Perseverance and optimism separate Buck from the herd
At first meeting, some might dismiss Buck Brannaman as a cowboy who specializes in corn-porn philosophy. Phrases like “I help horses with people problems,” trip over his lips as others might take a breath. But once you get to know him – and you’ll want to become acquainted with even more by the end of Cindy Meehl’s moving documentary, Buck – you realize there’s nothing insincere about anything he says or does.
Achieving fame at an early age on the rodeo circuit with his brother as roping artists, young Buck’s life was anything but ideal. Afraid of his physically abusive father, things got worse for him when his protector, his loving mother, died when he was eight years old. Living with his alcoholic father for another four years, Buck and his brother were eventually taken to a foster home where he found the guidance and the purpose he craved. It’s there that he finds an affinity with horses and comes see in them kindred spirits.
Attuned to the fact that the way horses are treated is based on violence, Buck took to using calmer methods to train them and allow their owners to ride them. The basis for the character in The Horse Whisperer, he says that “the way you treat people is the way you’ll treat horses and vice versa.” This is never more obvious than when we see him in action, trying to treat a horse that has suffered brain damage and abuse, an animal that he -- and we -- realize symbolizes Buck and the fate that was awaiting him had he not been rescued. His reaction to this horse’s fate is telling and a moving. We see him empathize with its situation and react to the hopelessness of it. “Your horse is a mirror to your soul,” he says at one point and from the way we see Buck treat these animals, we can tell that his soul is pure and honest, despite having glimpsed the darkness.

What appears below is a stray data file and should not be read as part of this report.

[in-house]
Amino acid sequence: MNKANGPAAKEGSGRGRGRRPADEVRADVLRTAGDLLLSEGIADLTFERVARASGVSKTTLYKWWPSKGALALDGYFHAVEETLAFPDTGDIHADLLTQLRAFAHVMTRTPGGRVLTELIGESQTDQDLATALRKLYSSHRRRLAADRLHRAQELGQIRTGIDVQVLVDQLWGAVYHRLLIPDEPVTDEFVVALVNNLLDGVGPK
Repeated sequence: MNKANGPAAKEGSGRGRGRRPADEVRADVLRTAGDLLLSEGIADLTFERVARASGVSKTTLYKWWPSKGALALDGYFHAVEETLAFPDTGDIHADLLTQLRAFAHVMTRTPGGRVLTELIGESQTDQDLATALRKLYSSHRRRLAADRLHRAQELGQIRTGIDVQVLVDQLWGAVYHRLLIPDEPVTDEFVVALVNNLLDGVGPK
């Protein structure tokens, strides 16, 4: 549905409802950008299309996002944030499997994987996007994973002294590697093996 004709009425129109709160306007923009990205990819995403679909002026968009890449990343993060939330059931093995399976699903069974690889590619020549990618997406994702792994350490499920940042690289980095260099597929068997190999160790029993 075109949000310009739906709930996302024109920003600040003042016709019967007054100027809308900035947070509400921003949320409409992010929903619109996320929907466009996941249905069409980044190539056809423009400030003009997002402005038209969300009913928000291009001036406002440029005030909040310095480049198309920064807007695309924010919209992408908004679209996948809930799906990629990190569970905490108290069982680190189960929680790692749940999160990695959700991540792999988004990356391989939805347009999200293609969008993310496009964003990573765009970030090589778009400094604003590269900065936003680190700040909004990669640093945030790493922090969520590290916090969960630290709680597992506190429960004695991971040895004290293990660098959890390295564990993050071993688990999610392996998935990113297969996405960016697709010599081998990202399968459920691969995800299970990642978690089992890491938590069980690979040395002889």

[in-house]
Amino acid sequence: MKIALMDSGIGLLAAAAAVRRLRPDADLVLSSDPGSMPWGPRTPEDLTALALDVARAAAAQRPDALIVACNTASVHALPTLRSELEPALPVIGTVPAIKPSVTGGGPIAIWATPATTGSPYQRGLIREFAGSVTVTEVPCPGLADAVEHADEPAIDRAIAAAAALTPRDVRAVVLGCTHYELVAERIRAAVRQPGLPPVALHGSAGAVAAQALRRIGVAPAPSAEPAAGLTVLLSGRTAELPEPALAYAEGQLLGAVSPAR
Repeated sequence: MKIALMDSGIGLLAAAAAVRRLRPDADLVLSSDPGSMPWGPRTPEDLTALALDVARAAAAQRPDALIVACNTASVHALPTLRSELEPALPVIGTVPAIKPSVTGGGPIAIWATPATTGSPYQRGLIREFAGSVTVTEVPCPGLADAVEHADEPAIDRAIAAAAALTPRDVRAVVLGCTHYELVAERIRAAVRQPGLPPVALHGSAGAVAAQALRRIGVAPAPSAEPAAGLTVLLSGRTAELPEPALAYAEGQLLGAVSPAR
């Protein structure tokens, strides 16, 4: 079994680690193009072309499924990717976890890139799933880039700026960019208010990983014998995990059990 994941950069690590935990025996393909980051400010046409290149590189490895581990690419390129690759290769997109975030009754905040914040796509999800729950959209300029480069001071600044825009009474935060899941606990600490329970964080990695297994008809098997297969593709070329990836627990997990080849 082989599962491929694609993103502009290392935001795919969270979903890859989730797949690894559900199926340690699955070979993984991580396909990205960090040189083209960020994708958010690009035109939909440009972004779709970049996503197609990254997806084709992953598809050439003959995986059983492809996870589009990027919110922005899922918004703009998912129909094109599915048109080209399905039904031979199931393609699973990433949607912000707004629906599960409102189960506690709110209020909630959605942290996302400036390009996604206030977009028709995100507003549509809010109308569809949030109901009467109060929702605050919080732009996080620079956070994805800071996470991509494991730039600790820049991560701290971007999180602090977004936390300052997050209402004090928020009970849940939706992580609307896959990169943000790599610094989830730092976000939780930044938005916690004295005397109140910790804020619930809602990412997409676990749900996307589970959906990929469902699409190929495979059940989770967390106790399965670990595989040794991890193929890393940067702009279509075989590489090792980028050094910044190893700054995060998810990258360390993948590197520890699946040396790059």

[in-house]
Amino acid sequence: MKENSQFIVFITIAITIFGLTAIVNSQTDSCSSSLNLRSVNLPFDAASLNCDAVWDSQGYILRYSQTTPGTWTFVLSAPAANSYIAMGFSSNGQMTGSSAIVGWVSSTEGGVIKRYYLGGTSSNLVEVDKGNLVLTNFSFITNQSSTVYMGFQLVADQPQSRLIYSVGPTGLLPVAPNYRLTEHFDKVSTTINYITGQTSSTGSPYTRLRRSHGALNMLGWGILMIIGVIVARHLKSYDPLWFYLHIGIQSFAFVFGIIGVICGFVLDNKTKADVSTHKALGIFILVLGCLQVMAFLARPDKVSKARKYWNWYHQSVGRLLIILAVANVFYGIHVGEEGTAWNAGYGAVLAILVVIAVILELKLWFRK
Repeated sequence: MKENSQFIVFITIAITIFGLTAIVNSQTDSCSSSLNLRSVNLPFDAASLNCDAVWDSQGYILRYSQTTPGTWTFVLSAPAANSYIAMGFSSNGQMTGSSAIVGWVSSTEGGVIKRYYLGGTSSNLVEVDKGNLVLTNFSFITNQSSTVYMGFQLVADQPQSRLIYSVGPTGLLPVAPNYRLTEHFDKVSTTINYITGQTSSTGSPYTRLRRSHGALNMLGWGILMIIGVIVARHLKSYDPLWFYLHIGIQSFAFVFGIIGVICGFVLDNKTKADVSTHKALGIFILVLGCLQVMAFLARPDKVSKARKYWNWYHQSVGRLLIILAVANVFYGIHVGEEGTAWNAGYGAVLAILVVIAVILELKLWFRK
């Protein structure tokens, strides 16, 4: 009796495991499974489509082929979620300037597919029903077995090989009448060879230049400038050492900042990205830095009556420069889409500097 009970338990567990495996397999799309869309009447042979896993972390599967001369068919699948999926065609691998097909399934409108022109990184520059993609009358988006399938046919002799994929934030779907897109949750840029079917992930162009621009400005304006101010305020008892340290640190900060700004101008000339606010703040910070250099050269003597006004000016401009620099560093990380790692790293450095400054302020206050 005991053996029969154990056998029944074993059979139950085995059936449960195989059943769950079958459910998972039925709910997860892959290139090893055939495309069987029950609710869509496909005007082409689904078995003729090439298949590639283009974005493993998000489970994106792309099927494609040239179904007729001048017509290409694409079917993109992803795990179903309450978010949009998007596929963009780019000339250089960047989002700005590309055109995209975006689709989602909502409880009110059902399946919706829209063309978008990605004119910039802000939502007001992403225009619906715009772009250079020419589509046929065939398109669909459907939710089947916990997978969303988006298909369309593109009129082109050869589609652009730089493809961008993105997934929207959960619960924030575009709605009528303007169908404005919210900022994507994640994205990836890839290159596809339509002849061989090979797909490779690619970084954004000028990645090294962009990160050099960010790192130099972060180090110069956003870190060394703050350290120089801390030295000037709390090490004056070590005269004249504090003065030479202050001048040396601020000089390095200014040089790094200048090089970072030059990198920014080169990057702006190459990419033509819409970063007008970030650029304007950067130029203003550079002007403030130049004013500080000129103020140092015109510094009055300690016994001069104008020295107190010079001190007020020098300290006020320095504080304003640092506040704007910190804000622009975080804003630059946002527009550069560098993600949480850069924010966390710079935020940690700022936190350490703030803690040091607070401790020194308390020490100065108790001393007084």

Contact Chuck Koplinski at firstname.lastname@example.org.